Editor’s Note: Shashank Joshi is a senior research fellow of the Royal United Services Institute in London. He was previously a research associate at the Changing Character of War Programme at Oxford University, and a Kennedy scholar at Harvard University. The opinions in this article belong to the author.
Friday’s attempted bombing in London marks a year of rising terrorism in Britain after a long period of relative calm.
Of course, this is still small, relative to the Irish Republican Army campaigns that caused thousands of deaths across Ireland and England through the 1970s and ‘80s. Even so, you have to go back a quarter century, to the IRA’s burst of bombings in 1992, to find a year with as many attacks as this one.
For Britons, who had reason to feel insulated from the recent wave of terror on continental Europe, this is a deeply troubling development.
This period includes both far-right attacks, such as last year’s murder of Jo Cox, a member of Britain’s Parliament, and radical Islamist incidents, such as the bombing of the Manchester Arena.
It comes amid a challenging environment for intelligence and law enforcement officials. According to the UK Home Office, a record 379 people were arrested on terrorism-related offenses in the past 12 months up to June, a 68% rise on the previous year.
The number of prisoners held for terrorism has also swelled by more than one-third to 204, with the vast majority made up of Islamists. Importantly, there have been 19 plots foiled since 2013, six since March – one a month, on average.
One reason for this upsurge in terrorist activity and arrests is the international environment. As early as June 2014, half of the casework of MI5, Britain’s domestic intelligence agency, involved Britons who had traveled to Syria to fight alongside ISIS and other radical groups.
More recent data suggest that somewhere between one-half and three-quarters of the 850 Britons who have made that trip have since left the battlefield. This would still leave more than 200 fighters yet to return. As ISIS loses its grip of cities in Iraq and Syria and its so-called caliphate crumbles, the flow will increase across Europe.
The burden on border control, surveillance, interrogation and prosecution will continue to grow. MI5 – with a staff of 4,000 or so – has more than 3,000 “subjects of interest.”
Of these, only a small minority, 500 or so, are under active investigation, and an even smaller number under active surveillance.
It would be wildly expensive, incredibly demanding and politically difficult to maintain round-the-clock surveillance on several thousand suspects. It would take at least two dozen people per suspect, which adds up to more than 72,000 personnel – almost as many as the number of soldiers in the entire British army. In fact, no modern democracy could tolerate such bloated and intrusive security forces.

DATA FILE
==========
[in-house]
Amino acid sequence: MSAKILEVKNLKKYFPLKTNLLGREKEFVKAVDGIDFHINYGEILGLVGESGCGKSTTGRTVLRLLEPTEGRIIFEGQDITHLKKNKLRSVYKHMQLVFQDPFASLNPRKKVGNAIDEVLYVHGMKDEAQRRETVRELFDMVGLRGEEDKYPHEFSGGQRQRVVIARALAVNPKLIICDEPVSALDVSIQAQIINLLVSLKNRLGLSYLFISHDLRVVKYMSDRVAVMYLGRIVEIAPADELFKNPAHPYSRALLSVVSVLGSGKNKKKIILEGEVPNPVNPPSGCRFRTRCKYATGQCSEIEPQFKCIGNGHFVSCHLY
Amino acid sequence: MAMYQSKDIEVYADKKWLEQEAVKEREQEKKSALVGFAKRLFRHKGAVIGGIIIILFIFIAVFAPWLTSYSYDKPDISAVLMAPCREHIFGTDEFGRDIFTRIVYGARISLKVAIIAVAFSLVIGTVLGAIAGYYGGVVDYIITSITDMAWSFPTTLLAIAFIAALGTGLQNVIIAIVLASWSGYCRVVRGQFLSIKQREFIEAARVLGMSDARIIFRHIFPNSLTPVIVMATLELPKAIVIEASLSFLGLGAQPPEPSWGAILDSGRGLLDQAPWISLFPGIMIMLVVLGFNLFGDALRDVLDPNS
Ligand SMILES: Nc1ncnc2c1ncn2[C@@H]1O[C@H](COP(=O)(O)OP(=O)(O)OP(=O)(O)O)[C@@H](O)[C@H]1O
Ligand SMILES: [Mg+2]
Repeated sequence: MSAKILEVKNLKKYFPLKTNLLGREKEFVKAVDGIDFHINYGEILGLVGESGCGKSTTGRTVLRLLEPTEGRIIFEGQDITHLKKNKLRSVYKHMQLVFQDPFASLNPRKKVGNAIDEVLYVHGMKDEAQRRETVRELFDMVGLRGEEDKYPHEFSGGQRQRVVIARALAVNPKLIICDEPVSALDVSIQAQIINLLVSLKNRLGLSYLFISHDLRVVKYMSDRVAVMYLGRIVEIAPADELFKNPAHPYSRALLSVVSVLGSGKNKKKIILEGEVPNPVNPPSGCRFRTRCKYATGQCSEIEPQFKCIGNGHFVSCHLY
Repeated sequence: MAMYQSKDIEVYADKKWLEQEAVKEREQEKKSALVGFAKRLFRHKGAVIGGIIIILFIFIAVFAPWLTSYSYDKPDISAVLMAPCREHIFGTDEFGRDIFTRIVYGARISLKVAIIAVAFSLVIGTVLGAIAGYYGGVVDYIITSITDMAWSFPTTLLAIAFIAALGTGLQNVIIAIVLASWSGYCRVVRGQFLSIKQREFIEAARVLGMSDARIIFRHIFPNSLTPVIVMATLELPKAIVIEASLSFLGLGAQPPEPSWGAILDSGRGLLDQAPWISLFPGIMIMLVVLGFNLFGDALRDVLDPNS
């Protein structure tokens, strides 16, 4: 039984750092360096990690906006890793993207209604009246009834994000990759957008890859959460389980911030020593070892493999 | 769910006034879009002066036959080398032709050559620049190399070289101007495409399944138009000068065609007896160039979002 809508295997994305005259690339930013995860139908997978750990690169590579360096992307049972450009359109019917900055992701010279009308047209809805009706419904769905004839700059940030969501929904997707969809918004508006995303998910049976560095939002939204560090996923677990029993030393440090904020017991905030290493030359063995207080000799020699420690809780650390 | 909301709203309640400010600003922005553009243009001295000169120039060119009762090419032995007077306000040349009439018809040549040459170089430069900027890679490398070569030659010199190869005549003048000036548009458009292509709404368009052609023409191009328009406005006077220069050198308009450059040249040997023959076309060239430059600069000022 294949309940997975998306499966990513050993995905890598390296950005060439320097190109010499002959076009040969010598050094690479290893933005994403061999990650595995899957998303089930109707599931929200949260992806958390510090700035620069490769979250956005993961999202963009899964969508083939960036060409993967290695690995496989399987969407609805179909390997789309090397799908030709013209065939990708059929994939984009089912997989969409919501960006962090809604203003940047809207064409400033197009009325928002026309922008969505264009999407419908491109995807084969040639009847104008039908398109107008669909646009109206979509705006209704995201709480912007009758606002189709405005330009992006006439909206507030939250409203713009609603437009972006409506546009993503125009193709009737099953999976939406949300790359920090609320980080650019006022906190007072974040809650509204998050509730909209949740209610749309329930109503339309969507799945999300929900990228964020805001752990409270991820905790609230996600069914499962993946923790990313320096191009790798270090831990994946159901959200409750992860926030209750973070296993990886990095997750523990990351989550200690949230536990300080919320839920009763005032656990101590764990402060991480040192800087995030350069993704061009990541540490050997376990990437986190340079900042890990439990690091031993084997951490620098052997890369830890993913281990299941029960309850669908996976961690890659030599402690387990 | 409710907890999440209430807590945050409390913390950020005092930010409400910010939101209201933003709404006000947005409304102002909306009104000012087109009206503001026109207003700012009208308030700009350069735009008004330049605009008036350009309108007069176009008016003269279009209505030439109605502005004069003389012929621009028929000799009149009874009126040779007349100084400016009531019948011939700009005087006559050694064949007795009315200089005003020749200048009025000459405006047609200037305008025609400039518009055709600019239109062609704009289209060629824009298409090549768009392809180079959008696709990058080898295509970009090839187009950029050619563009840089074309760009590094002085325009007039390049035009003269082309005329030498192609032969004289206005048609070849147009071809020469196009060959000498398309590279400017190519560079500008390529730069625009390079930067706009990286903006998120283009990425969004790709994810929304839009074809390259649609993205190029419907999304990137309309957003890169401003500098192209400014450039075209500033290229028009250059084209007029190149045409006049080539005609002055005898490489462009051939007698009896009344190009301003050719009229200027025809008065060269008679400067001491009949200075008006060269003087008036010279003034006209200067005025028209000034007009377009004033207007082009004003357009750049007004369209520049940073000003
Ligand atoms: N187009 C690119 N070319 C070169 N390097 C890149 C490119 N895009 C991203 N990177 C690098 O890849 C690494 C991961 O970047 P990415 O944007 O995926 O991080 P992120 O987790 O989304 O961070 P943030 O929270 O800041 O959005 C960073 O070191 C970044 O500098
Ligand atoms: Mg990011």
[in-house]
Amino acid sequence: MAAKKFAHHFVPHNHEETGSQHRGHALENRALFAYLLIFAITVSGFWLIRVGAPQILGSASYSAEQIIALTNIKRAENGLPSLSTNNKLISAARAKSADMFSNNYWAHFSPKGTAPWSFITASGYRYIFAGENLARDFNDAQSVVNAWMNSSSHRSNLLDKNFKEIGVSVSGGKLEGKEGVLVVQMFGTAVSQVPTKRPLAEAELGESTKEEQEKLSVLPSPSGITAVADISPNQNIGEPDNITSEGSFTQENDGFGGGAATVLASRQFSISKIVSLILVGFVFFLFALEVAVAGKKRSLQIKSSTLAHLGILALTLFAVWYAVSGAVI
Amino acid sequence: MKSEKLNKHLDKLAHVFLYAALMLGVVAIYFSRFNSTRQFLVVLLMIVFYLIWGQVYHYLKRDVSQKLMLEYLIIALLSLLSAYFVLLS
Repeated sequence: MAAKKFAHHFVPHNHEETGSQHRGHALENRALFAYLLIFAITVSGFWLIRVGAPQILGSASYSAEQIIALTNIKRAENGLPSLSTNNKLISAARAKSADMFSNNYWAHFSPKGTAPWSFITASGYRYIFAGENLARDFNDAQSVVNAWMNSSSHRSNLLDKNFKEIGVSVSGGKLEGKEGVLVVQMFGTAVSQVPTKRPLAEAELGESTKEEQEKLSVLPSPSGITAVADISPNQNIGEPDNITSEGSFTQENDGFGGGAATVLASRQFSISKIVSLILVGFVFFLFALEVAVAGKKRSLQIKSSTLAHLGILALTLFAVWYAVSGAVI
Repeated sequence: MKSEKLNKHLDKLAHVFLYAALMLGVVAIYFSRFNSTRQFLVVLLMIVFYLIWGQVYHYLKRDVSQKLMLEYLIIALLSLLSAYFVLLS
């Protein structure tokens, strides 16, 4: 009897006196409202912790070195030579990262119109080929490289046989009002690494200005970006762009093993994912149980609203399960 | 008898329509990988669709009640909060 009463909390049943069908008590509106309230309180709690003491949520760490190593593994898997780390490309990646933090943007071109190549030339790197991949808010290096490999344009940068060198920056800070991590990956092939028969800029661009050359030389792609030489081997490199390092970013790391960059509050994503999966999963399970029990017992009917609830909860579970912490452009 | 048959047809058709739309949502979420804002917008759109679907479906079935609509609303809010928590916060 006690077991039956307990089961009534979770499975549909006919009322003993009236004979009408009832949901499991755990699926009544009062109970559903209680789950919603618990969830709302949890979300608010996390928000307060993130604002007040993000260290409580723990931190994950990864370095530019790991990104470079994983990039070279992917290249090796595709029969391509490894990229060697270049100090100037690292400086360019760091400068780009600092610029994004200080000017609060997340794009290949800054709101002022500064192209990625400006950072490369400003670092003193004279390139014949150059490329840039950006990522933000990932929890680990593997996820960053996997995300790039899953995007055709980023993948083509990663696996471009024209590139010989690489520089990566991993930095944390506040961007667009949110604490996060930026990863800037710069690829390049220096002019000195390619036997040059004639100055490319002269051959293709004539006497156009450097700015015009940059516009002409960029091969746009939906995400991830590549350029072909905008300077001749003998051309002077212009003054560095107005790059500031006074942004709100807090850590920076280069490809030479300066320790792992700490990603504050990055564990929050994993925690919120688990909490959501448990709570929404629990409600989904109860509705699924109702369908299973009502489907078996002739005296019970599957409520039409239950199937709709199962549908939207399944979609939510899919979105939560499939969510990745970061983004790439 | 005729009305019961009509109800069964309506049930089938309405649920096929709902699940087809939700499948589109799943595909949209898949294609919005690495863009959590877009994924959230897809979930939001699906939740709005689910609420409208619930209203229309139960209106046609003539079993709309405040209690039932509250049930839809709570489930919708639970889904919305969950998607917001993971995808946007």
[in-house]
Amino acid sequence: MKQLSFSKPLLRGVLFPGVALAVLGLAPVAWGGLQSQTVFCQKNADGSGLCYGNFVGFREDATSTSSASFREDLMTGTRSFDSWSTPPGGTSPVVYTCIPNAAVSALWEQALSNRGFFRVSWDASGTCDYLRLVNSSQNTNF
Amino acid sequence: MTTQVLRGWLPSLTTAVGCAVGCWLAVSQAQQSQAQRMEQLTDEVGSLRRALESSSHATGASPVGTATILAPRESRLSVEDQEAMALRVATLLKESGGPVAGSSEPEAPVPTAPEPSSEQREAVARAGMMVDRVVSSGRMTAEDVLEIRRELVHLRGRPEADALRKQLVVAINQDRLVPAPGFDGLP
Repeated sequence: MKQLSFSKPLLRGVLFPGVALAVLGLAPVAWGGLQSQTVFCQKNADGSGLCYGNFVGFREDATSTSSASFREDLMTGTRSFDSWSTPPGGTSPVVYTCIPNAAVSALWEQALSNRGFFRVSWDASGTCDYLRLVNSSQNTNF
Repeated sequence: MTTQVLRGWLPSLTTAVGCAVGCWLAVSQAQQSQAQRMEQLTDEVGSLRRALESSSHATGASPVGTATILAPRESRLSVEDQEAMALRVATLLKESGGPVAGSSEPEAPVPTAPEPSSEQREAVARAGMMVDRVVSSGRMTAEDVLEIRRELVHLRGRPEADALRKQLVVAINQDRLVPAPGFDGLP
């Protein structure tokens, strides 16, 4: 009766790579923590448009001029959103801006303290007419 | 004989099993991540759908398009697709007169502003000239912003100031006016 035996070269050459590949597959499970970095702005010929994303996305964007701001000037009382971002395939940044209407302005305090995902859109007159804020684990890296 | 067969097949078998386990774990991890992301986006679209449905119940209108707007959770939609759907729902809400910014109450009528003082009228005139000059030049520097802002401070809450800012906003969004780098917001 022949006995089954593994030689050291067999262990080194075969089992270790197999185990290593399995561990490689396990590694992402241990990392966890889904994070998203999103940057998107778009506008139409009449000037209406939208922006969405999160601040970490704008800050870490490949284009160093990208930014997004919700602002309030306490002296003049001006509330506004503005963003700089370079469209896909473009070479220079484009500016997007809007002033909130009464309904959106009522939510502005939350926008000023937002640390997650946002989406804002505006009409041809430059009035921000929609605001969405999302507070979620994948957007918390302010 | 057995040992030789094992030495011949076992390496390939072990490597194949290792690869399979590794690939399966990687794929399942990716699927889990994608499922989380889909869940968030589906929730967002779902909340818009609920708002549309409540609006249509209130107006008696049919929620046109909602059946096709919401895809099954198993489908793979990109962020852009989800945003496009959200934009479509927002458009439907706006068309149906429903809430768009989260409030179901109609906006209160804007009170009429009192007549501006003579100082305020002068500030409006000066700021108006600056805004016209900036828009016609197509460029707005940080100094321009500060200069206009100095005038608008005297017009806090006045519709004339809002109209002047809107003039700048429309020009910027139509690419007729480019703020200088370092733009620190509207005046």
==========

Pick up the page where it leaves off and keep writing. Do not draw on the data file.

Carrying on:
However, even if this were possible, we should remember that all of this year’s attackers – in Manchester and on Westminster and London bridges – might not have been designated for surveillance anyway, as they were either in a larger, 20,000-plus category of past subjects of interest, and in some cases entirely unknown to authorities.
If constantly monitoring 3,000 people is impossible, doing so to 20,000 is doubly so. Mass surveillance is therefore both implausible on democratic grounds and of limited use in practice.
In addition, this year’s terror events have often involved rudimentary and unsophisticated means of attack, such as cars, vans and – in the case of Friday’s attempt – what appears to be a crude explosive device.
Britain benefits from tight gun control laws and – thanks to its status as an island – stronger control than other European states over the cross-border flow of firearms. But ISIS has exhorted its followers to lower-tech plots.
Also, in at least three cases, the attacker operated alone. These factors together make it hard for intelligence agencies to detect plotting, because there are fewer points of vulnerability, such as contact with a trained bomb-maker or large numbers of fellow plotters.
The challenge for Britain’s police officers and spies is in prioritizing between a large number of threats, accepting that some will always slip through the cracks.
It is also to address the broader, ideological environment in which radicalization takes place, and the international context that allows plotters to seek training, contacts and inspiration from abroad.
Contrary to what was claimed by President Donald Trump hours after the attack at the Parsons Green station, Britain has been “proactive” in both these areas. The annual counterterrorism policing budget rose 10% from 2016 to 2017, while the intelligence agencies will have received 1,900 additional staff by 2021.
Even so, the government will be looking to do more. As MI5 chief Andrew Parker has noted, this is a “generational challenge” that will remain for years to come.